The increase in quantity should equate to at least a 25% increase in revenue. Functional Tactics Three functional tactics required to accomplish the implementation are the following customer shaping, financial investments, and employee training. The DoD makes decisions based upon taxpayers and people that elect them into office. Therefore, Congressmen must answer to their constituents for decisions and actions. Ingalls must help DoD understand the need for more US Navy ships. This customer shaping is the only way to allocate more defense spending and building additional ships. Ingalls must consider upgrading facility sites.
If the new product lines are contracted a facility capable of fabricating the structures must be state of the art. The investment to upgrade facilities also helps Ingalls remain cost competitive within the industry. Employee retention and training is another functional tactic critical to the implementation plan. Employees are available for hire but it takes 12 to 18 months to develop an engineer into a seasoned engineer. It takes 12 to 24 months to train and certify craftsmen. Therefore, one or two years may pass before the workforce could function to a degree of confidence to execute the work.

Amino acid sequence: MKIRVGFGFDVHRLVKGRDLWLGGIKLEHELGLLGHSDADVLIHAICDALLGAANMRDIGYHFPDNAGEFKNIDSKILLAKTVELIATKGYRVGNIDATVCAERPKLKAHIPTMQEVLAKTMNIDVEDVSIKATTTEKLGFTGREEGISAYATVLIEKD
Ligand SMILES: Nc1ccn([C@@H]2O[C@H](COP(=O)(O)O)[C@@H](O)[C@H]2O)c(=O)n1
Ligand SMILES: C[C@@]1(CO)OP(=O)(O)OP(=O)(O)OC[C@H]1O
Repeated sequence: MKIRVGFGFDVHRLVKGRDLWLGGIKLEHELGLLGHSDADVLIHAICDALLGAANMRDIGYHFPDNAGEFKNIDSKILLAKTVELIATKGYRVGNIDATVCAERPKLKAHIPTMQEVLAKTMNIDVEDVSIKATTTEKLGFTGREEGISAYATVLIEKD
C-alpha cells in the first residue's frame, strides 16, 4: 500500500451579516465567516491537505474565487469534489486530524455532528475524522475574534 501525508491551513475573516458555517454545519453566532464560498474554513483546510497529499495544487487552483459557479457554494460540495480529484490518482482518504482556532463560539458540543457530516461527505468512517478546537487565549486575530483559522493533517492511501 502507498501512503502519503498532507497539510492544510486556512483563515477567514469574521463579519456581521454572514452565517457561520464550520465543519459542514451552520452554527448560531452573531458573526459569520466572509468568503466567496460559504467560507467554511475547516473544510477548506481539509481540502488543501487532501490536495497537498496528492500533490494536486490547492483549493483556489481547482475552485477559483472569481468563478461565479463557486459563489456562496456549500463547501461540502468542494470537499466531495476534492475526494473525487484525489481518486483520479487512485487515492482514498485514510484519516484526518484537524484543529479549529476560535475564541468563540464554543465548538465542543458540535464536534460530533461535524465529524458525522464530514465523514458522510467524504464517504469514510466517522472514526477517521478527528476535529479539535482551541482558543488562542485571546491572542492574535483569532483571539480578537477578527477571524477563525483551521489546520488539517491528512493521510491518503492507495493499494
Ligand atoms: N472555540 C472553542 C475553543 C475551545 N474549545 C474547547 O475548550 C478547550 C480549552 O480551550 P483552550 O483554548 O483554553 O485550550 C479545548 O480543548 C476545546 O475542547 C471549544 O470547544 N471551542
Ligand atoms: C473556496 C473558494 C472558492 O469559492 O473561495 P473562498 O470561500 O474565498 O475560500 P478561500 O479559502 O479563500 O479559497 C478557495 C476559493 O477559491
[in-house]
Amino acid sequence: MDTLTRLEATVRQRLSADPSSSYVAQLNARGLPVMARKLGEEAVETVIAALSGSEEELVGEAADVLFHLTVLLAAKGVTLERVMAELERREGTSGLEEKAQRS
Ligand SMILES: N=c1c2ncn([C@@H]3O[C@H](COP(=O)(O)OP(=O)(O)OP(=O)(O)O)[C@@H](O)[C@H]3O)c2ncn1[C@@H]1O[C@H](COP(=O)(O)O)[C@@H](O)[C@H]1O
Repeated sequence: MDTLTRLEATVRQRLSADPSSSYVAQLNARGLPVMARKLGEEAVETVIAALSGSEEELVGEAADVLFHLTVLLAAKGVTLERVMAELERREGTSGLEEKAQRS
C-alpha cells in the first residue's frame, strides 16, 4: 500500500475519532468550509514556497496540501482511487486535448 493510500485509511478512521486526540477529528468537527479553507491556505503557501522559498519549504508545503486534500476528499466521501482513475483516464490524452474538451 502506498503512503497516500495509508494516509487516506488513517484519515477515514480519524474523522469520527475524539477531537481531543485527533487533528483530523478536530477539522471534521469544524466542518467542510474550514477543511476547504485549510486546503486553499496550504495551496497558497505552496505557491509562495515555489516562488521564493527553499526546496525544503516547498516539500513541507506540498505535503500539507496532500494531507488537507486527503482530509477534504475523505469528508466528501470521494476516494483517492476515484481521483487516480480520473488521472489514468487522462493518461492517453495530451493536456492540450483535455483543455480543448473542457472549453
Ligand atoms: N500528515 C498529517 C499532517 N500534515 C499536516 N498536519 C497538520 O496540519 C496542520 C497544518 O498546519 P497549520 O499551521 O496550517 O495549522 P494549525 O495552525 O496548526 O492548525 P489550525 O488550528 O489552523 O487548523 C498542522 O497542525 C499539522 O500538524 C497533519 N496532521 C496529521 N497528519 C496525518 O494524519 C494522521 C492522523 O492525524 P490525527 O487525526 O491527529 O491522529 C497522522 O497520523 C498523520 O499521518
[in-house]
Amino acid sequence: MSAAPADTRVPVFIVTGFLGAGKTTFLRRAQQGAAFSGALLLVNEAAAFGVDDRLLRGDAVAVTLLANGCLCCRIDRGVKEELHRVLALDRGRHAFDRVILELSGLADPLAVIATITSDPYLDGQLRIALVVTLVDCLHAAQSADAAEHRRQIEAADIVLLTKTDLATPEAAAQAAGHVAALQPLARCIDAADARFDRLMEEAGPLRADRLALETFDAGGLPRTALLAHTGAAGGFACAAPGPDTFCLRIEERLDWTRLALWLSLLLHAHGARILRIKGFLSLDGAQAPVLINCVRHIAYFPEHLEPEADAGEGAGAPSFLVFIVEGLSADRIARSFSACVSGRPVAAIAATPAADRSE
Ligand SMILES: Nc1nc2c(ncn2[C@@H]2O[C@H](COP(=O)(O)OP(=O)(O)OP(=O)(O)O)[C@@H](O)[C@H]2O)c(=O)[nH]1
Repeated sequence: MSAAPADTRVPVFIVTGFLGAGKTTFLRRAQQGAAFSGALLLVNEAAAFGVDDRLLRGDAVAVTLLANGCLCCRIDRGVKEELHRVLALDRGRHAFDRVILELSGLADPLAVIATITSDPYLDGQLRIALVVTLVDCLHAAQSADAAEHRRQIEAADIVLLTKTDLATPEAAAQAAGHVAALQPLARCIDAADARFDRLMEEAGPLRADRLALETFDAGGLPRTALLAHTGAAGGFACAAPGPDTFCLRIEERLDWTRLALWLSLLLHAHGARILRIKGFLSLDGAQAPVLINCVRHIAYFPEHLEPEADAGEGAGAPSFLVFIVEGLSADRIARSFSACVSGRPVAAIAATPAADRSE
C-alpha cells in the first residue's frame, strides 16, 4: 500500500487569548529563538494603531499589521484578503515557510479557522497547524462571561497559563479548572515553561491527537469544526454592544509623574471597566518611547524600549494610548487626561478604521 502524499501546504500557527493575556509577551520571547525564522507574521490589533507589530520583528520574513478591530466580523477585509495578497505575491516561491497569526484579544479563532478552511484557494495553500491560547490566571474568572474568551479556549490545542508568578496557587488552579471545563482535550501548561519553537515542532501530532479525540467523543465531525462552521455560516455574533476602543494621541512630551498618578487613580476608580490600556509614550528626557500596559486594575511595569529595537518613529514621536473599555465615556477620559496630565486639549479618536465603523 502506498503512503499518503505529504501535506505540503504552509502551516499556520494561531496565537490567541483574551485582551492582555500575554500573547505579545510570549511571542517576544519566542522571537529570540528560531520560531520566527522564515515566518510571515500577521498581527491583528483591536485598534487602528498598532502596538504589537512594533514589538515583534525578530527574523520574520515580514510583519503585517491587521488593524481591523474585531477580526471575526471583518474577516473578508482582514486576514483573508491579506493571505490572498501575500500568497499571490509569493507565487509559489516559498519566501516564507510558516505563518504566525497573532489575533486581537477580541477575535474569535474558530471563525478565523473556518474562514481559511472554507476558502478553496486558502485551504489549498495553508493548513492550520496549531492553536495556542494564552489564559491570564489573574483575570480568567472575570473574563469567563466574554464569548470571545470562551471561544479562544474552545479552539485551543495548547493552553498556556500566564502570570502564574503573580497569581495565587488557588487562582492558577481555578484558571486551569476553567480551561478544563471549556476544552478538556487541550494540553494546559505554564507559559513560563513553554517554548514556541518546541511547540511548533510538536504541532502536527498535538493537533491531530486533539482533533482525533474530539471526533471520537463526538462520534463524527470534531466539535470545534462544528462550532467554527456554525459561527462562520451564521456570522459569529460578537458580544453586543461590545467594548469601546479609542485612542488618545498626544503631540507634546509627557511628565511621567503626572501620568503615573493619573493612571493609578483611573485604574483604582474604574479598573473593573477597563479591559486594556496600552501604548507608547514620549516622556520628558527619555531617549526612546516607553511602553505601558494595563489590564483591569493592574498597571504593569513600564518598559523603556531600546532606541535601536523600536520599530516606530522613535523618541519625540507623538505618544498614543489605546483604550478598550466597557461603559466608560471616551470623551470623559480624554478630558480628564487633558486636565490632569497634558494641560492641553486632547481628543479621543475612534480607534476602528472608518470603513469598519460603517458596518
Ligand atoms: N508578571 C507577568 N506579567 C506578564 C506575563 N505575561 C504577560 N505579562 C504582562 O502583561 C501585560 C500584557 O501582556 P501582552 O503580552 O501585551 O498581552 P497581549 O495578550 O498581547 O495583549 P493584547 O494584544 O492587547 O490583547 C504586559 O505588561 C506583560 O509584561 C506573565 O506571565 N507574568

Maintaining the workforce is expensive and at times seen as unnecessary. This functional requirement is critical for market entry of new product lines. Action Items Ingalls Shipbuilding understands the objectives and functional requirements. However, the action items, time, and cost to execute become a new challenge. The below action items are recommended to implement the strategy and minimize risk. Resource Commitment: Ingalls must commit the resource to customer shaping, training, and employee retention. Employee Benefits: The Company should consider and perform a cost benefit analysis for offering better benefits for employees.
Communication: Leaders and executive must gain employee trust and confidence and communicate the execution strategy and share the expected results. Cost Analysis: Finance will develop an investment plan spread over the projected timeline and secure capital investment to fund the plan. Milestones and Deadlines Milestone Estimated Completion Date (ECD) Customer Shaping October 2014 Revised Employee Benefit Offers December 2014 Communication Plan Final June 2014 Cost Analysis Complete July 2014 Capital Investment Approved August 2014 Facility Upgrade Begins October 2014 New Product Lines Captured January 2015 Tasks and Task Ownership
Customer Shaping: Business Development Organization (Director Responsible) Employee Benefit Offer: Human Resources Organization (Vice President Responsible) Communication Plan: Communications Department (Director Responsible) Cost Analysis: Finance Department (Vice President Responsible) Capital Investment: CFO Facility Upgrades: Facilities (Director Responsible) Resource Allocation The “Indeed” (2014) website comments from employees confirms the uncertainty felt by many current employees. Employees hear the news reports about defense budget cuts and they see peers leaving during voluntary reductions in force.